Design, Digital/Technology, Member News September 14, 2015
Ekene Ijeoma: Wage Islands
ADC Member's interactive installation beautifully illustrates how wage gaps affect NYC access inequality
Income inequality is a subject that has received an increasing amount of press, particularly in New York, where skyrocketing housing costs are quickly making the city unaffordable for large swaths of the population. Brooklyn-based designer, programmer and ADC Member Ekene Ijeoma‘s latest project is a stunningly stark representation of the issue.
Entitled “Wage Islands” Ekene’s installation is a 3D map of New York that rests in a tank of water; elevations are based on housing costs, with lower costs at the peaks and higher costs at the base. Using electronic controls, guests can raise and lower the map according to hourly wages.
“I thought of ‘Wage Islands’ at Re3Storyhack, a ‘hackathon for storytellers with a conscience’ where creatives and technologists projects were driven by non-profit organizations not corporations,” Ijeoma says in an interview with Vice’s ‘The Creators Project’. The installation was also inspired by the now famous (and ADC Gold Cube-winning) Hurricane Sandy cover of New York magazine. “I wanted to design a big data-driven interactive installation that could give you that same visceral feeling,” he says.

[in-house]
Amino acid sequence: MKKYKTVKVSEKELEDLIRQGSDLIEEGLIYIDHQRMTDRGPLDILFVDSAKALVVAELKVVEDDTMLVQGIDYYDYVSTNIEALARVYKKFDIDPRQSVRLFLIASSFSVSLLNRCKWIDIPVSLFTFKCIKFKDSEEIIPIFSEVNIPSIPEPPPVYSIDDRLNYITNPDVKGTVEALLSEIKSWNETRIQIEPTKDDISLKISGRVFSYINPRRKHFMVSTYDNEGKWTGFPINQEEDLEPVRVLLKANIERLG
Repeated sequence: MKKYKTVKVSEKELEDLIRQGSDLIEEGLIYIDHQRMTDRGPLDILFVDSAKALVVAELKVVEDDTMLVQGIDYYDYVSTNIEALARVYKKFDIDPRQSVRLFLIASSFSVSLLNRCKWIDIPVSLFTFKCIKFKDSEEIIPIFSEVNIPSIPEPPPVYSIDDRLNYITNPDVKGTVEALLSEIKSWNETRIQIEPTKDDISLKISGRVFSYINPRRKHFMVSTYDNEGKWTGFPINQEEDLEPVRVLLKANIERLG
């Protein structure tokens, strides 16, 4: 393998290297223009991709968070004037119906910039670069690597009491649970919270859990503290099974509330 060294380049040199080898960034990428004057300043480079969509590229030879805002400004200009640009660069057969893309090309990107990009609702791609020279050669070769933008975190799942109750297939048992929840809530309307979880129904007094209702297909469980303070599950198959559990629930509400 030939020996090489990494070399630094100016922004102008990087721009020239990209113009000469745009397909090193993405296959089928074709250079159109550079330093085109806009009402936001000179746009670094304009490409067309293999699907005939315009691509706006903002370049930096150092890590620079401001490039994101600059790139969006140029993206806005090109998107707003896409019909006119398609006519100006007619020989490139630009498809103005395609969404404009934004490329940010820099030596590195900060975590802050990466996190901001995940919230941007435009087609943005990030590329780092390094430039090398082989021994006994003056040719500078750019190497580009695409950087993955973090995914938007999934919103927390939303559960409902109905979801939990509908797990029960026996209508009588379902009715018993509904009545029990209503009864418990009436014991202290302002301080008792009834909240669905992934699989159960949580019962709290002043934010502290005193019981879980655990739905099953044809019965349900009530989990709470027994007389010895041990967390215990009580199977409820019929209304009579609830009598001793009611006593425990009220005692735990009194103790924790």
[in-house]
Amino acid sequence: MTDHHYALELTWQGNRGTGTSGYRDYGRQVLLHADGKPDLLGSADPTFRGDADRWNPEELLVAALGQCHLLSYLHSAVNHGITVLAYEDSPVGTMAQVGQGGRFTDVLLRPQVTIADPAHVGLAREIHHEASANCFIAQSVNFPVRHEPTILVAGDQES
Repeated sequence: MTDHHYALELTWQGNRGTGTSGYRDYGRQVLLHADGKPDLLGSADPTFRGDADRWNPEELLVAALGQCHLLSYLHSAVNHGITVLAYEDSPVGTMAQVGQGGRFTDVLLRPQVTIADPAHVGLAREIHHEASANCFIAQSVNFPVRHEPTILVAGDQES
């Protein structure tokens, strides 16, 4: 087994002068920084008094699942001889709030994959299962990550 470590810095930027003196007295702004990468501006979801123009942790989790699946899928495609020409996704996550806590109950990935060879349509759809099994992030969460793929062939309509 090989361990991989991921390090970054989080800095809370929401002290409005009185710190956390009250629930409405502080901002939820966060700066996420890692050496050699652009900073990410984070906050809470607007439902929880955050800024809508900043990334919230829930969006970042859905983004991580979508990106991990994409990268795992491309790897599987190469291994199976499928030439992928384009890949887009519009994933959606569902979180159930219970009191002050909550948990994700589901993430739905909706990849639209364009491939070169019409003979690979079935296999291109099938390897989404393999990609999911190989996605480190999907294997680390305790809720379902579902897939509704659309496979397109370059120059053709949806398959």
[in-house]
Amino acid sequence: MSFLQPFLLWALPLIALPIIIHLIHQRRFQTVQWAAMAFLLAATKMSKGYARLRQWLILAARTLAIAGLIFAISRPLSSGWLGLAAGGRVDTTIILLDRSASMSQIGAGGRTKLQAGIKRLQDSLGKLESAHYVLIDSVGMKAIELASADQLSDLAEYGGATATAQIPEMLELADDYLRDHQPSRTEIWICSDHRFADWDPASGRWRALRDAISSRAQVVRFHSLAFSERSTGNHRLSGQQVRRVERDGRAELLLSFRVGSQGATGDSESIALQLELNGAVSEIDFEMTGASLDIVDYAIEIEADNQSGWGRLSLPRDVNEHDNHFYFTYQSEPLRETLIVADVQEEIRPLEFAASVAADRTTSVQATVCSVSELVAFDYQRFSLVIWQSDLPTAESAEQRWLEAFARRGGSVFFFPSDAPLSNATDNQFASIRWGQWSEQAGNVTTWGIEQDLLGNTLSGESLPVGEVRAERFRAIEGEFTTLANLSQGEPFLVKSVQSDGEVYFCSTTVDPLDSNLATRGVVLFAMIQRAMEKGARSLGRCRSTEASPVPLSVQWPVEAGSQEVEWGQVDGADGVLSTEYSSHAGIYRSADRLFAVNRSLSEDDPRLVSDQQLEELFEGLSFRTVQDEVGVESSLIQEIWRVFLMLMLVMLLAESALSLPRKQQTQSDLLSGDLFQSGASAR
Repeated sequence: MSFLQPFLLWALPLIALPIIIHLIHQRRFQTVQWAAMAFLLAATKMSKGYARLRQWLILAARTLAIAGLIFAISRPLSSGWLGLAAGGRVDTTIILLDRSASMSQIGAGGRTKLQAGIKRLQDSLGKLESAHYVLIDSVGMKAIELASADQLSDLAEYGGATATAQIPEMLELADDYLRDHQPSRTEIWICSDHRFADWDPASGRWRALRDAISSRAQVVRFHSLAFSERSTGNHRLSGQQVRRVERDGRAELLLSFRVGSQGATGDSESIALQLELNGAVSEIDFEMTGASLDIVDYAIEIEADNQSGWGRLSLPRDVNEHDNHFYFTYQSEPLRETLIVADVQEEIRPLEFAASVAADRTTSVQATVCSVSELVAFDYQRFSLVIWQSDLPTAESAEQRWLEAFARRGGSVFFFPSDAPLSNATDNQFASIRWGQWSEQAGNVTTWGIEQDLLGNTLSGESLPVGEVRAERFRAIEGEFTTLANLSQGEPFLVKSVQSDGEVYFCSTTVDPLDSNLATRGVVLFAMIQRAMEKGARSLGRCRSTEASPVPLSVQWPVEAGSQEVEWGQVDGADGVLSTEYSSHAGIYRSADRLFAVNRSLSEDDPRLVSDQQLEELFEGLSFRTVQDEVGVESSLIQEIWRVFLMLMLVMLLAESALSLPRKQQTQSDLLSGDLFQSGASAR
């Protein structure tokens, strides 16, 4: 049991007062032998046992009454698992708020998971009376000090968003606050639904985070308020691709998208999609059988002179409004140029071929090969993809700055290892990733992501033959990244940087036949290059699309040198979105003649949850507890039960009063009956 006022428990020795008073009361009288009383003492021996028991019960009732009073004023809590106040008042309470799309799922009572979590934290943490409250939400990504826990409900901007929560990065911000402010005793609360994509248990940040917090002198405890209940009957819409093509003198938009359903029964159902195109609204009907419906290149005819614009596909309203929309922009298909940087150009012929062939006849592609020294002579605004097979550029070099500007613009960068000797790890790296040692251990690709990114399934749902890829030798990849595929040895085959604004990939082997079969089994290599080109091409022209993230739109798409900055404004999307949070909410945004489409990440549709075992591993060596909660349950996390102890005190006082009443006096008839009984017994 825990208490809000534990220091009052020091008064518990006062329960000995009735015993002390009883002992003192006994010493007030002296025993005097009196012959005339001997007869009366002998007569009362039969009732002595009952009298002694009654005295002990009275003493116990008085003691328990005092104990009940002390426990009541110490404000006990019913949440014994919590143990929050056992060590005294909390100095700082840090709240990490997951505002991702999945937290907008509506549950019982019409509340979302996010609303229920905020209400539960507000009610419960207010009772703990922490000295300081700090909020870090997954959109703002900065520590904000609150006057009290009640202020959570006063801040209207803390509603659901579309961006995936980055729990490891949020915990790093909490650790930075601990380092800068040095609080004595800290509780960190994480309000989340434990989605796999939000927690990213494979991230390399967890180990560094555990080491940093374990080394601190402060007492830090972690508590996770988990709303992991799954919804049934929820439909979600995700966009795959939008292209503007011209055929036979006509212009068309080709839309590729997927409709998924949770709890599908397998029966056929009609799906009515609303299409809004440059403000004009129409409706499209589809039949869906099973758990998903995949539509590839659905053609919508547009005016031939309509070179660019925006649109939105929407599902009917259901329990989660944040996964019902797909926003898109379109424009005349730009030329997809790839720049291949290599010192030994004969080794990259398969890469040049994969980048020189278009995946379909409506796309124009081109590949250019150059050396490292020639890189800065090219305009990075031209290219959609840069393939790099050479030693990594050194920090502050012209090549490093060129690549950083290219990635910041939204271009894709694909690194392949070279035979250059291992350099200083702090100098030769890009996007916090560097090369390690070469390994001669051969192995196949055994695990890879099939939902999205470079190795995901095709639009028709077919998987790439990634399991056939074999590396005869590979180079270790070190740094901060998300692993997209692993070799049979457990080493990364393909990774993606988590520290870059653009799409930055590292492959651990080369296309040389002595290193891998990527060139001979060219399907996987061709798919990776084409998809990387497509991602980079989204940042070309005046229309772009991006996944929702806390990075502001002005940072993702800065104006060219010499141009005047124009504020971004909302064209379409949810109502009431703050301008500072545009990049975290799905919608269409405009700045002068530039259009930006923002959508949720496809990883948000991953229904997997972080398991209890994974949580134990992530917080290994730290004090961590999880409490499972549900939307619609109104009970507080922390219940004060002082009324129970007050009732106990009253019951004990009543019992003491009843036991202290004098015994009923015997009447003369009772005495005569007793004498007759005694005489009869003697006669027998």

Of course a project of this complexity is nearly impossible to do by oneself. “Richard Dunks and Juan Francisco Saldarriaga helped with the geographic data modeling. Ryan Whitby and Jordan Tait helped with the 3D modeling and laser cutting. I glued together around 500 laser cut parts for the model. What a puzzle!” Ekene explains. “Gwylim Johnstone, Dallas Swindle, Eric Macneil, and Pepin Gelardi helped with the mechanical engineering, which was the most difficult. It took a lot of trial-and-error to stop water from leaking into the motors. Lastly, Jonathan Dahan and Jonathan Sparks helped with the Arduino wiring and programming.”
‘Wage Islands’ is on display at SoHo’s Storefront for Art & Architecture from now until September 19, as part of its Measure exhibit.
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